USC Football focusing on collective effort for 2018

Alicia de Artola/Reign of Troy
Alicia de Artola/Reign of Troy /

Too often in 2017, USC Football’s offense and defense weren’t on the same page. This spring, the Trojans are looking to find a more even level.

For the USC Football coaching staff, one of the main focuses this spring is the idea of collective effort.

Head coach Clay Helton has made a habit of pointing out how the Trojans don’t have any superstars. But they do have talent and putting it all together in a cohesive force will be key to success.

“We have to play great team football,” Helton said. “Part of team football is being able to play great defense, great special teams and don’t make the critical errors offensively. When you end up running the ball, stopping the run, don’t turn it over, play great special teams, you’re going to win a lot of football games.”

The trouble for USC in 2017 was how rarely all aspects of the game came together. Helton acknowledged that, noting how often the offense would play well but then the defense would he off. Or the defense would be on and the offense would struggle.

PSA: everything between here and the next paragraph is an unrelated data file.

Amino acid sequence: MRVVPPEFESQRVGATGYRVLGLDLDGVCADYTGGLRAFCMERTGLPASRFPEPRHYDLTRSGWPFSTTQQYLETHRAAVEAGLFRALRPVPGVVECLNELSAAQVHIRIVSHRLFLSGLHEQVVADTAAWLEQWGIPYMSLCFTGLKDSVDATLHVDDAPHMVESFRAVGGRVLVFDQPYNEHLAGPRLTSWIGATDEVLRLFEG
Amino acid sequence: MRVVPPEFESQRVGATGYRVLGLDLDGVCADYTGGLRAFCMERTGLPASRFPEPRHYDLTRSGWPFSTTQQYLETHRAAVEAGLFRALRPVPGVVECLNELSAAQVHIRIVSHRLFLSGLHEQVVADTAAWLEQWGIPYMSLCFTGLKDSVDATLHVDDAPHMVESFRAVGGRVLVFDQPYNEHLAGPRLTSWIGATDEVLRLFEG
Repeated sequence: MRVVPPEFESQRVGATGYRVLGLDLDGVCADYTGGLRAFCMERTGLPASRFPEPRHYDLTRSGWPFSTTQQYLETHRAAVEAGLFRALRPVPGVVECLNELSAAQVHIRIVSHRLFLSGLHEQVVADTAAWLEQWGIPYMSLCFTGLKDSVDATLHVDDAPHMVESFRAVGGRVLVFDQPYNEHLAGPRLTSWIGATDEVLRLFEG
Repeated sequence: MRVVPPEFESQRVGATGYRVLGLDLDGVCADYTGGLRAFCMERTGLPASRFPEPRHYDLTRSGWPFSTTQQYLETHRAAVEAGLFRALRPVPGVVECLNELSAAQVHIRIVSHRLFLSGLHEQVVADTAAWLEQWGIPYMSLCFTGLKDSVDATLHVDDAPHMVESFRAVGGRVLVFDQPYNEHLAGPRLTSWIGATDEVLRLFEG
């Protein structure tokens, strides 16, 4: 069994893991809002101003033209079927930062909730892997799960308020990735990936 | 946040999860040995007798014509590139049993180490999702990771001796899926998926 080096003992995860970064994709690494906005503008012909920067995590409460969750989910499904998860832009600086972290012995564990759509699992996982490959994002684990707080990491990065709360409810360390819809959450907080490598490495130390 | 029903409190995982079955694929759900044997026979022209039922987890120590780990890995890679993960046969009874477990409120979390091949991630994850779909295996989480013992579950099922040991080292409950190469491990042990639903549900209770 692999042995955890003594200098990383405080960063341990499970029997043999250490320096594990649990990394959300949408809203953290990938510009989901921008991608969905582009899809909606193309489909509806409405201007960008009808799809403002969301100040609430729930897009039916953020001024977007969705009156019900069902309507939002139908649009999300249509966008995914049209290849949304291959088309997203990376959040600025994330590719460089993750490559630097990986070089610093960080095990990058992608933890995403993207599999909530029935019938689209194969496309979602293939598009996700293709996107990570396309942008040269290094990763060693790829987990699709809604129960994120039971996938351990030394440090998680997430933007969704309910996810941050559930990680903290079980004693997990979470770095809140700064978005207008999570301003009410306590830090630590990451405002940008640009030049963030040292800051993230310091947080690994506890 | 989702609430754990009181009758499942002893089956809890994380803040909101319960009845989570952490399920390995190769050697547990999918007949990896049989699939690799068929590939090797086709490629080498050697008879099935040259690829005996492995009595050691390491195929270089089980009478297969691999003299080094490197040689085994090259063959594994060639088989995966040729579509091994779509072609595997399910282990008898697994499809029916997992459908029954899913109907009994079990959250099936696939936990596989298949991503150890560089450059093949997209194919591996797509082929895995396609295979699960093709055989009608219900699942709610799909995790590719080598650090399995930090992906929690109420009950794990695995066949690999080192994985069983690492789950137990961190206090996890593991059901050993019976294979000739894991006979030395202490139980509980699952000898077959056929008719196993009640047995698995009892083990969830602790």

Luckily the Trojans were able to win more than their fair share of games last year, but they did so in unimpressive fashion largely because they couldn’t put it all together at the same time.

And two of USC’s losses featured truly damning Jekyll and Hyde performances. The Notre Dame game featured a horrendous defensive outing no amount of offense could have overcome while the loss to Ohio State in the Cotton Bowl included a gutsy defensive performance, but dismal offensive output.

The quickest way for the Trojans to raise their level in 2018 will be to even out the contributions from all three facets of the game.

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“This team is going to have to play extremely well together,” Helton said. “This is going to be a collective effort between this group to get to where we want to go.”

That’s a refrain repeated by defensive coordinator Clancy Pendergast, on a smaller scale.

Too often in 2017, USC’s defense had nine guys playing it right and two playing it wrong, Pendergast said.

The task this offseason is getting everyone up to speed. With much better depth and a core group of contributors coming into their own, the hope is that the kind of miscues which broke USC’s back so often will be a thing of the past.

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“All 11 guys have to trust and be on the same page,” Pendergast said.

That’s what spring ball is for.